Tearfund helps church rebuild Congo water source

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For years, a spring near the United Methodist Mission Lokole in Mikelenge provided a natural source of drinking water for much of the town’s population. But during repeated wars, rebels destroyed the spring.

Thanks to a partnership between The United Methodist Church in East Congo and the nongovernmental organization Tearfund, the water source has been rebuilt.

“I am delighted to see this rehabilitation work completed,” said the Rev. Omba Paul, project director for the East Congo Episcopal Area, who was assigned by Bishop Gabriel Yemba Unda to oversee execution of the project.

Paul said that during the wars, he lived at the mission and was kidnapped and carried into the bush by rebels. “Thank God,” he said, “we returned alive, and today, we have the joy of seeing this spring rehabilitated.”

Mikelenge Mayor Kipalamoto Penewawo called for a committee to monitor and maintain the water source. The urban community, he said, “has serious water problems. More than 85 percent of my population does not have access to drinking water provided by the provincial water supply.

A long dirt road leads to a source for clean water in the East Congo. Photo by Judith Osongo Yanga 

Women carry clean spring water back to the United Methodist Mission Lokole in Mikelenge, Congo. Tearfund, a U.K. Christian relief and development agency, helped The United Methodist Church in East Congo rebuild the water source, which had been destroyed by rebels. Photo by Judith Osongo Yanga, UMNS.

“Today,” he continued, “I am more than happy to see The United Methodist Church concerned about the well-being of the population of Mikelenge and its surroundings.”

Expressing gratitude for the partnership, Meshack Bondo, Tearfund area manager, encouraged the people of Mikelenge to care for the Lokole spring. The U.K.-based Christian relief and development agency also provided handwashing kits to the Mikelenge community, including a United Methodist church school.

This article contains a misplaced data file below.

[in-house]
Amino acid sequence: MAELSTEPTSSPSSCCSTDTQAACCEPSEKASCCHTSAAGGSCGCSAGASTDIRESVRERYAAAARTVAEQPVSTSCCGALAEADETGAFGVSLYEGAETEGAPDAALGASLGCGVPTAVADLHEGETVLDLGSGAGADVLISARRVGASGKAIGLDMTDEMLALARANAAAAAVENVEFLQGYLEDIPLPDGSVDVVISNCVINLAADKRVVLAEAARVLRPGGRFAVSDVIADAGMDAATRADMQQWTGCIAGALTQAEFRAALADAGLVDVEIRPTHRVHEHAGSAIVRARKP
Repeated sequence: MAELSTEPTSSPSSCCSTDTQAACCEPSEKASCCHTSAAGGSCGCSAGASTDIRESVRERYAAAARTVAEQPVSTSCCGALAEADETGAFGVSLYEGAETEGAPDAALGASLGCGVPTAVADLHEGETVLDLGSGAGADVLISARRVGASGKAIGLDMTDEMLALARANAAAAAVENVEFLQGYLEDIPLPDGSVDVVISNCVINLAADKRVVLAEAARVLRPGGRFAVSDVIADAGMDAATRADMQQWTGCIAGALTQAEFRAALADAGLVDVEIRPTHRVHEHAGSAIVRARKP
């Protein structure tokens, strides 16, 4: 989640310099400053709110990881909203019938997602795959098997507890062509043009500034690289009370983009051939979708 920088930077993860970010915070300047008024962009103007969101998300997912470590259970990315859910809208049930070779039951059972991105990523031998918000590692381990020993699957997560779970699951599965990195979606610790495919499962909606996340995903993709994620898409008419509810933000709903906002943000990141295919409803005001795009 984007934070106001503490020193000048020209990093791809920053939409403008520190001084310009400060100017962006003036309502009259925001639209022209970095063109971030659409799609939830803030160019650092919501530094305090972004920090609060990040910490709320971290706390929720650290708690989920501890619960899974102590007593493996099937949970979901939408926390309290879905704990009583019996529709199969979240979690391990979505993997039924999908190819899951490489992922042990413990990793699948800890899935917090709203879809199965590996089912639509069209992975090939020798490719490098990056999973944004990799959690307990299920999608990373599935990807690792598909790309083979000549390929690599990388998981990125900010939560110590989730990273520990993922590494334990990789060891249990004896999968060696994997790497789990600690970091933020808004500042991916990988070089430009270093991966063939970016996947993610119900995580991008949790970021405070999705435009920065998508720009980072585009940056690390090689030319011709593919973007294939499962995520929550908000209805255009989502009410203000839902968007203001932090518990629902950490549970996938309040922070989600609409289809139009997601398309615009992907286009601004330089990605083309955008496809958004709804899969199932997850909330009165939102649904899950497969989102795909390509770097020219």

“Water is life,” said the Rev. Felix Okende of Kitumaini United Methodist Church. He called the partnership with Tearfund U.K. “a blessing for The United Methodist Church in general and our women in particular,” who had to leave their homes very early and walk long distances —sometimes as far as 10 miles — to get drinking water.

Thérèse Tshomba, president of the church women’s organization at Kitumaini, said, “Not all those who come to get water here are United Methodists. Every person who comes to draw water speaks of the well-being received through The United Methodist Church.”

Some even have joined the church, she said.

The rehabilitated spring provides water for drinking and other uses to Mikelenge and surrounding communities, including the city of Kindu, said Joseph Mbeleko, a member of the maintenance monitoring committee. Every Saturday, he noted, is “a day of maintenance called ‘salongo.’”

“I am delighted with the water quality provided by the United Methodist Lokole source,” said community resident Maisha Séraphine.

“Thank you to this church and these partners for thinking of us. We have suffered for many years since this source was damaged. Today, I have the joy of drinking again ‘the water of Lokole,’ as we like to call it.”

Osongo Yanga is the director of communications for the East Congo Episcopal Area of The United Methodist Church. News media contact: Vicki Brown, Nashville, Tennessee, (615) 742-5470 or [email protected]. To read more United Methodist news, subscribe to the free Daily or Weekly Digests.


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